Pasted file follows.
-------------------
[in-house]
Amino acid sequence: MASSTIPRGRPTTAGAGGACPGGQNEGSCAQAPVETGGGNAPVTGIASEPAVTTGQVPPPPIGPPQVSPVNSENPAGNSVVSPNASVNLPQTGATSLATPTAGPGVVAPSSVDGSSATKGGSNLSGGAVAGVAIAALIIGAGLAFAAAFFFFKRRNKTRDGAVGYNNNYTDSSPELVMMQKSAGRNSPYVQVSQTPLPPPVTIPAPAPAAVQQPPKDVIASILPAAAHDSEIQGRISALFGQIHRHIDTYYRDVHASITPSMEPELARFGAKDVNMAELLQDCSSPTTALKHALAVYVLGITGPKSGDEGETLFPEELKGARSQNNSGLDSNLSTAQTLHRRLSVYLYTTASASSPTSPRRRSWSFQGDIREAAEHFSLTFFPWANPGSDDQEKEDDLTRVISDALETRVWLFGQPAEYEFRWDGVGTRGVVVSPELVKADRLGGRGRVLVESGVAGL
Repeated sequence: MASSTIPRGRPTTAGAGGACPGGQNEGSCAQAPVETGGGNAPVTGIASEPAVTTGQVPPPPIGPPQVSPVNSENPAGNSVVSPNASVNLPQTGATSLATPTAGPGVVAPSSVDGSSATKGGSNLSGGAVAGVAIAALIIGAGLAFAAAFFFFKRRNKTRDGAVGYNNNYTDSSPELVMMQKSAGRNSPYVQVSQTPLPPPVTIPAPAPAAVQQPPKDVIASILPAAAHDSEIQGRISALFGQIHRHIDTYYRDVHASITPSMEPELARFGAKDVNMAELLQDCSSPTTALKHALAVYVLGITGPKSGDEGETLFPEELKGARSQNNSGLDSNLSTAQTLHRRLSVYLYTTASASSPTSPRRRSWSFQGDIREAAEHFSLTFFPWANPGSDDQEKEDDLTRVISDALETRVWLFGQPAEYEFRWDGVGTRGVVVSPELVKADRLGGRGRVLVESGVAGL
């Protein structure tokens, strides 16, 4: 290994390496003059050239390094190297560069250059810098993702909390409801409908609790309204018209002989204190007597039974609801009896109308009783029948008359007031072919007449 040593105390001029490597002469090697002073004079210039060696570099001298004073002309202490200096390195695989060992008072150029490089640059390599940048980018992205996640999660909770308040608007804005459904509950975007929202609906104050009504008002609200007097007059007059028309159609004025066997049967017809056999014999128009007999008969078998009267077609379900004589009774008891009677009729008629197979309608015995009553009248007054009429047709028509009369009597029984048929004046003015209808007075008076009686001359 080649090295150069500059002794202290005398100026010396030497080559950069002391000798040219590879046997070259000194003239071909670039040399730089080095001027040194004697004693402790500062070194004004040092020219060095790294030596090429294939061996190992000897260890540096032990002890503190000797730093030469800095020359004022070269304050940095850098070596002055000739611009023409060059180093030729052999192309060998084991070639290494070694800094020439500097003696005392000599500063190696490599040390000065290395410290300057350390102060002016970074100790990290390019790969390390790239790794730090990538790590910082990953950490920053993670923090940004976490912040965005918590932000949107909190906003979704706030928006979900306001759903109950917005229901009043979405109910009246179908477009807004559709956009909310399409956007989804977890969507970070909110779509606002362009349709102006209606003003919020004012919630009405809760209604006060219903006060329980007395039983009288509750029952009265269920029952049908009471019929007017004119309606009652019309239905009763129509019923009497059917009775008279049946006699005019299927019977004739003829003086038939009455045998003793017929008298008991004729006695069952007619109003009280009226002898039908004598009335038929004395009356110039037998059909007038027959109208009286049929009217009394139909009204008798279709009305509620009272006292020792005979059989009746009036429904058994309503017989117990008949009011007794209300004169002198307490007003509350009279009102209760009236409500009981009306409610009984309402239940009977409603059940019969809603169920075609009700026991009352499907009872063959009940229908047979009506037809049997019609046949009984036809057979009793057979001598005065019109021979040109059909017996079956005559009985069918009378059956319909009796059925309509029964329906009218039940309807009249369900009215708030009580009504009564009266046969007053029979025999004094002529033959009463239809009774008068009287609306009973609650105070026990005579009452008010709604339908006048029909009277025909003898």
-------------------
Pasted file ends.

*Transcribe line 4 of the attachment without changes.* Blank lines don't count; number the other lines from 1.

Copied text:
């Protein structure tokens, strides 16, 4: 290994390496003059050239390094190297560069250059810098993702909390409801409908609790309204018209002989204190007597039974609801009896109308009783029948008359007031072919007449 040593105390001029490597002469090697002073004079210039060696570099001298004073002309202490200096390195695989060992008072150029490089640059390599940048980018992205996640999660909770308040608007804005459904509950975007929202609906104050009504008002609200007097007059007059028309159609004025066997049967017809056999014999128009007999008969078998009267077609379900004589009774008891009677009729008629197979309608015995009553009248007054009429047709028509009369009597029984048929004046003015209808007075008076009686001359 080649090295150069500059002794202290005398100026010396030497080559950069002391000798040219590879046997070259000194003239071909670039040399730089080095001027040194004697004693402790500062070194004004040092020219060095790294030596090429294939061996190992000897260890540096032990002890503190000797730093030469800095020359004022070269304050940095850098070596002055000739611009023409060059180093030729052999192309060998084991070639290494070694800094020439500097003696005392000599500063190696490599040390000065290395410290300057350390102060002016970074100790990290390019790969390390790239790794730090990538790590910082990953950490920053993670923090940004976490912040965005918590932000949107909190906003979704706030928006979900306001759903109950917005229901009043979405109910009246179908477009807004559709956009909310399409956007989804977890969507970070909110779509606002362009349709102006209606003003919020004012919630009405809760209604006060219903006060329980007395039983009288509750029952009265269920029952049908009471019929007017004119309606009652019309239905009763129509019923009497059917009775008279049946006699005019299927019977004739003829003086038939009455045998003793017929008298008991004729006695069952007619109003009280009226002898039908004598009335038929004395009356110039037998059909007038027959109208009286049929009217009394139909009204008798279709009305509620009272006292020792005979059989009746009036429904058994309503017989117990008949009011007794209300004169002198307490007003509350009279009102209760009236409500009981009306409610009984309402239940009977409603059940019969809603169920075609009700026991009352499907009872063959009940229908047979009506037809049997019609046949009984036809057979009793057979001598005065019109021979040109059909017996079956005559009985069918009378059956319909009796059925309509029964329906009218039940309807009249369900009215708030009580009504009564009266046969007053029979025999004094002529033959009463239809009774008068009287609306009973609650105070026990005579009452008010709604339908006048029909009277025909003898």